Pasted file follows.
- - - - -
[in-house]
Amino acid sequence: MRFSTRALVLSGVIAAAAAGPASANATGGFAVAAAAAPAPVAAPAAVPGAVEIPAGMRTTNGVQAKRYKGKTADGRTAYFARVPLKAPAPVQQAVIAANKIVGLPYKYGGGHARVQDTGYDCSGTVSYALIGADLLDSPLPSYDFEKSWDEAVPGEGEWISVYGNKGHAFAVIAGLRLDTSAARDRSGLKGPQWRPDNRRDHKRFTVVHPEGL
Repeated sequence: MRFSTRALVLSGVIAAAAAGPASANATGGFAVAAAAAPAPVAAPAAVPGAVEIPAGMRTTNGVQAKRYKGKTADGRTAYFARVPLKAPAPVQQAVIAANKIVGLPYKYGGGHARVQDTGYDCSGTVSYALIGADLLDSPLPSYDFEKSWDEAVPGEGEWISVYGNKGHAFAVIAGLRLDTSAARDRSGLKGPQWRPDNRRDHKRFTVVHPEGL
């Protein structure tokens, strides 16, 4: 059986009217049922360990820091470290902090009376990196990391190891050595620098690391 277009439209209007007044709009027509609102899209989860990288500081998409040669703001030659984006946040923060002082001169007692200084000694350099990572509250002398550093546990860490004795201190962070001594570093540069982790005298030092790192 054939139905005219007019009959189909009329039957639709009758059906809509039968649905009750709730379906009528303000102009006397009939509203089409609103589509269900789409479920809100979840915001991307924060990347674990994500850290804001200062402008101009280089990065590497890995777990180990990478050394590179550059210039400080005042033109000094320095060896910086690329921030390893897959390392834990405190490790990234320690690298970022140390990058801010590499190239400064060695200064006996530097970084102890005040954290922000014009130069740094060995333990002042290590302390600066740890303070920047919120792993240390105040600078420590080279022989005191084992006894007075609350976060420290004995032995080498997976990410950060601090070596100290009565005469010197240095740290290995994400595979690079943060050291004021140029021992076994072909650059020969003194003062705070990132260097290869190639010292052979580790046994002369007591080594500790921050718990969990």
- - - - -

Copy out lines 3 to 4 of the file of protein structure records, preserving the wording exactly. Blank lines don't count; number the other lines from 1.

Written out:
Repeated sequence: MRFSTRALVLSGVIAAAAAGPASANATGGFAVAAAAAPAPVAAPAAVPGAVEIPAGMRTTNGVQAKRYKGKTADGRTAYFARVPLKAPAPVQQAVIAANKIVGLPYKYGGGHARVQDTGYDCSGTVSYALIGADLLDSPLPSYDFEKSWDEAVPGEGEWISVYGNKGHAFAVIAGLRLDTSAARDRSGLKGPQWRPDNRRDHKRFTVVHPEGL
């Protein structure tokens, strides 16, 4: 059986009217049922360990820091470290902090009376990196990391190891050595620098690391 277009439209209007007044709009027509609102899209989860990288500081998409040669703001030659984006946040923060002082001169007692200084000694350099990572509250002398550093546990860490004795201190962070001594570093540069982790005298030092790192 054939139905005219007019009959189909009329039957639709009758059906809509039968649905009750709730379906009528303000102009006397009939509203089409609103589509269900789409479920809100979840915001991307924060990347674990994500850290804001200062402008101009280089990065590497890995777990180990990478050394590179550059210039400080005042033109000094320095060896910086690329921030390893897959390392834990405190490790990234320690690298970022140390990058801010590499190239400064060695200064006996530097970084102890005040954290922000014009130069740094060995333990002042290590302390600066740890303070920047919120792993240390105040600078420590080279022989005191084992006894007075609350976060420290004995032995080498997976990410950060601090070596100290009565005469010197240095740290290995994400595979690079943060050291004021140029021992076994072909650059020969003194003062705070990132260097290869190639010292052979580790046994002369007591080594500790921050718990969990």